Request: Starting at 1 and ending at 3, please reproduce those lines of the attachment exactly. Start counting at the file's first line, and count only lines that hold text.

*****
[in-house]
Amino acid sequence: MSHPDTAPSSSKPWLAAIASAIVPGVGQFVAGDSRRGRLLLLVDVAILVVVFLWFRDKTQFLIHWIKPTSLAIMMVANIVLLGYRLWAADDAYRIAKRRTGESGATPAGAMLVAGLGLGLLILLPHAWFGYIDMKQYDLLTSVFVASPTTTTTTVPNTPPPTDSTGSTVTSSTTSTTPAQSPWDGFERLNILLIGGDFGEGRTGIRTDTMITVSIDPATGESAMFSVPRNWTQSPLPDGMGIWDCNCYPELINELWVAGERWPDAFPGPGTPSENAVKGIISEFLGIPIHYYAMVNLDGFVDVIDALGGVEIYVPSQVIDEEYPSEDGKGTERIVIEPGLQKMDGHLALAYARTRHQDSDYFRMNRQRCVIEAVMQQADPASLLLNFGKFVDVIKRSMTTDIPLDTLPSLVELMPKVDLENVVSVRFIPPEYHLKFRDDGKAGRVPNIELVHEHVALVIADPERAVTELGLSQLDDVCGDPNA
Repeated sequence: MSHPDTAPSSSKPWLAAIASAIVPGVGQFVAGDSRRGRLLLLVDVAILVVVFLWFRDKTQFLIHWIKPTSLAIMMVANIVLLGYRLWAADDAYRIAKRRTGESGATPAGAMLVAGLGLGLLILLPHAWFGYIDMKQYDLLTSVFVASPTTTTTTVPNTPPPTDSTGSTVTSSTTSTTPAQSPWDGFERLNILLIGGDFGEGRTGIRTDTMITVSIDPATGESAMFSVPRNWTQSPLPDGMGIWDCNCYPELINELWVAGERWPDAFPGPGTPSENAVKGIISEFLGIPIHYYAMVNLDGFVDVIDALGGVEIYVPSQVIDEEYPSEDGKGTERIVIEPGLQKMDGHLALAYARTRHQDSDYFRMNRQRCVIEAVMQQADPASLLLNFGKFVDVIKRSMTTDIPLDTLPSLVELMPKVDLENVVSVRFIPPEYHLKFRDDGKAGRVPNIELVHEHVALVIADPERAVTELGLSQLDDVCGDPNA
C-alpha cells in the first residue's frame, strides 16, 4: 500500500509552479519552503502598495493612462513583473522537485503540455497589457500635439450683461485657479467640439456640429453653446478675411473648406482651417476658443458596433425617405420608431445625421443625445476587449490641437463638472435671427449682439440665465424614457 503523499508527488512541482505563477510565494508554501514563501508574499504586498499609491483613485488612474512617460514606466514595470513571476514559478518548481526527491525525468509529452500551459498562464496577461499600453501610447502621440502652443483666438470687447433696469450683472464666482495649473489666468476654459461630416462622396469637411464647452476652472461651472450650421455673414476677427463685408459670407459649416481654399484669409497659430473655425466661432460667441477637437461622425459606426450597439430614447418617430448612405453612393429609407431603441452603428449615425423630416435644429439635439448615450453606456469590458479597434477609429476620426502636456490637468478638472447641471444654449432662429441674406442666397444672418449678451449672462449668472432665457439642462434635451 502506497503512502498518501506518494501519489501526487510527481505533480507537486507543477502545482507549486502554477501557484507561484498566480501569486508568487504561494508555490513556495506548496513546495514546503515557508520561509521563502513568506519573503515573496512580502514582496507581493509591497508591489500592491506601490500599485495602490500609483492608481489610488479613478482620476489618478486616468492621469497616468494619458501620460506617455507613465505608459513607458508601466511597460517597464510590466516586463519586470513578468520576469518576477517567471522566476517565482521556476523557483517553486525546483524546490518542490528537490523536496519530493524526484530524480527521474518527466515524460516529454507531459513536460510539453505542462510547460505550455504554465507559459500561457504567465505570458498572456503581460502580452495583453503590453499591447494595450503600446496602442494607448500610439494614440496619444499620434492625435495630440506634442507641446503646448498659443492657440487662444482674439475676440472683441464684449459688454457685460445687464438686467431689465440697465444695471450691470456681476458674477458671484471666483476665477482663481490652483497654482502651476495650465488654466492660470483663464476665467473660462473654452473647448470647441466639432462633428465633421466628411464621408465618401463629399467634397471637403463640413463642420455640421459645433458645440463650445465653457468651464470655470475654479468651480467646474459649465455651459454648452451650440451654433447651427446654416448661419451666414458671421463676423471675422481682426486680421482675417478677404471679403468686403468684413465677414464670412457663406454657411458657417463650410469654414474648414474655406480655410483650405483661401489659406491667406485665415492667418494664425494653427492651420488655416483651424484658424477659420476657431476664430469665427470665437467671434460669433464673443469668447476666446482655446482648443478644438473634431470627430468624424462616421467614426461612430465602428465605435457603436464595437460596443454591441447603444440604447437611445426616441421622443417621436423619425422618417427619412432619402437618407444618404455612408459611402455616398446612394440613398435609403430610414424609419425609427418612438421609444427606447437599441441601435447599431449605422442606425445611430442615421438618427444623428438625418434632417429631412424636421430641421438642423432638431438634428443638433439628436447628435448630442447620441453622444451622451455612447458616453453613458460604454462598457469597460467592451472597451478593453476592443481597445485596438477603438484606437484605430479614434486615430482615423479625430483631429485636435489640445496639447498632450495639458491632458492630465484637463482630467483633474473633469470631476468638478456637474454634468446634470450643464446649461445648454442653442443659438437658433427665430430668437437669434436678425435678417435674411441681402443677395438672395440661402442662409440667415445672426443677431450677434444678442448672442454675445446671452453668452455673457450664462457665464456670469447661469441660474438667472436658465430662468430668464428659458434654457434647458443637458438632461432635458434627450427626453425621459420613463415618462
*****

[in-house]
Amino acid sequence: MSHPDTAPSSSKPWLAAIASAIVPGVGQFVAGDSRRGRLLLLVDVAILVVVFLWFRDKTQFLIHWIKPTSLAIMMVANIVLLGYRLWAADDAYRIAKRRTGESGATPAGAMLVAGLGLGLLILLPHAWFGYIDMKQYDLLTSVFVASPTTTTTTVPNTPPPTDSTGSTVTSSTTSTTPAQSPWDGFERLNILLIGGDFGEGRTGIRTDTMITVSIDPATGESAMFSVPRNWTQSPLPDGMGIWDCNCYPELINELWVAGERWPDAFPGPGTPSENAVKGIISEFLGIPIHYYAMVNLDGFVDVIDALGGVEIYVPSQVIDEEYPSEDGKGTERIVIEPGLQKMDGHLALAYARTRHQDSDYFRMNRQRCVIEAVMQQADPASLLLNFGKFVDVIKRSMTTDIPLDTLPSLVELMPKVDLENVVSVRFIPPEYHLKFRDDGKAGRVPNIELVHEHVALVIADPERAVTELGLSQLDDVCGDPNA
Repeated sequence: MSHPDTAPSSSKPWLAAIASAIVPGVGQFVAGDSRRGRLLLLVDVAILVVVFLWFRDKTQFLIHWIKPTSLAIMMVANIVLLGYRLWAADDAYRIAKRRTGESGATPAGAMLVAGLGLGLLILLPHAWFGYIDMKQYDLLTSVFVASPTTTTTTVPNTPPPTDSTGSTVTSSTTSTTPAQSPWDGFERLNILLIGGDFGEGRTGIRTDTMITVSIDPATGESAMFSVPRNWTQSPLPDGMGIWDCNCYPELINELWVAGERWPDAFPGPGTPSENAVKGIISEFLGIPIHYYAMVNLDGFVDVIDALGGVEIYVPSQVIDEEYPSEDGKGTERIVIEPGLQKMDGHLALAYARTRHQDSDYFRMNRQRCVIEAVMQQADPASLLLNFGKFVDVIKRSMTTDIPLDTLPSLVELMPKVDLENVVSVRFIPPEYHLKFRDDGKAGRVPNIELVHEHVALVIADPERAVTELGLSQLDDVCGDPNA